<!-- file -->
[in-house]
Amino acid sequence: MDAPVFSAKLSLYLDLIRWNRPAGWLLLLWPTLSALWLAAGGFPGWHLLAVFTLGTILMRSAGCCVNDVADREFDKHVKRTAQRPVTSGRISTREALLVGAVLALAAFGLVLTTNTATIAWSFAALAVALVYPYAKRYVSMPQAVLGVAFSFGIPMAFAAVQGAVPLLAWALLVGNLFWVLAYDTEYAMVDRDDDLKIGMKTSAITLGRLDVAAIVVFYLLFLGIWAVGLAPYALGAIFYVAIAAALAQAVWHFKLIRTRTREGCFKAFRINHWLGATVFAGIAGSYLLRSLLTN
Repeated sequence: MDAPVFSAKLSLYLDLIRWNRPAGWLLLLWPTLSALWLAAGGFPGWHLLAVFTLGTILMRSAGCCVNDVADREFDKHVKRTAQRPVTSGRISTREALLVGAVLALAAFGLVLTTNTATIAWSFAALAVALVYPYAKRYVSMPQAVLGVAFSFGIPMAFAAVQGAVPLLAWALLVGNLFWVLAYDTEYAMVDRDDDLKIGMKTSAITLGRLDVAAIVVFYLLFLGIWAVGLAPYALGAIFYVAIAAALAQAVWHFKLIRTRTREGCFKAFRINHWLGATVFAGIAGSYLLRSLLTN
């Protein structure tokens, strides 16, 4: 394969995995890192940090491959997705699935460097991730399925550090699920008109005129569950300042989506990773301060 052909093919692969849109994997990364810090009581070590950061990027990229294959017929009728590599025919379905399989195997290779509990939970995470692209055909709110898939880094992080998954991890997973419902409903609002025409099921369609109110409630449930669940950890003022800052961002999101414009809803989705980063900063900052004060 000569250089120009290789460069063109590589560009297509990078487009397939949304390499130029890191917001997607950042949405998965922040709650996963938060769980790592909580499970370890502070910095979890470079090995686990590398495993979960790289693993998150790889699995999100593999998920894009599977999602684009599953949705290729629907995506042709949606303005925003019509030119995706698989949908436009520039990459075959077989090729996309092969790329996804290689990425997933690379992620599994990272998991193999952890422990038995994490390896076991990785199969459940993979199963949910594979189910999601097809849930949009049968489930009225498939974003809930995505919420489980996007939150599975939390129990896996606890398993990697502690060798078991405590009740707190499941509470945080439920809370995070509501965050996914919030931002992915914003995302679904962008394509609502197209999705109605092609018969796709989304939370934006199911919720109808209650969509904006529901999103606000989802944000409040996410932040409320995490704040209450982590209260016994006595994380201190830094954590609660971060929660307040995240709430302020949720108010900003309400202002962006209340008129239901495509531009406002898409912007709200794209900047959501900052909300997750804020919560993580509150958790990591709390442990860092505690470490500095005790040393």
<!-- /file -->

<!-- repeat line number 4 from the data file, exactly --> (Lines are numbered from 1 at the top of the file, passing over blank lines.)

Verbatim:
């Protein structure tokens, strides 16, 4: 394969995995890192940090491959997705699935460097991730399925550090699920008109005129569950300042989506990773301060 052909093919692969849109994997990364810090009581070590950061990027990229294959017929009728590599025919379905399989195997290779509990939970995470692209055909709110898939880094992080998954991890997973419902409903609002025409099921369609109110409630449930669940950890003022800052961002999101414009809803989705980063900063900052004060 000569250089120009290789460069063109590589560009297509990078487009397939949304390499130029890191917001997607950042949405998965922040709650996963938060769980790592909580499970370890502070910095979890470079090995686990590398495993979960790289693993998150790889699995999100593999998920894009599977999602684009599953949705290729629907995506042709949606303005925003019509030119995706698989949908436009520039990459075959077989090729996309092969790329996804290689990425997933690379992620599994990272998991193999952890422990038995994490390896076991990785199969459940993979199963949910594979189910999601097809849930949009049968489930009225498939974003809930995505919420489980996007939150599975939390129990896996606890398993990697502690060798078991405590009740707190499941509470945080439920809370995070509501965050996914919030931002992915914003995302679904962008394509609502197209999705109605092609018969796709989304939370934006199911919720109808209650969509904006529901999103606000989802944000409040996410932040409320995490704040209450982590209260016994006595994380201190830094954590609660971060929660307040995240709430302020949720108010900003309400202002962006209340008129239901495509531009406002898409912007709200794209900047959501900052909300997750804020919560993580509150958790990591709390442990860092505690470490500095005790040393």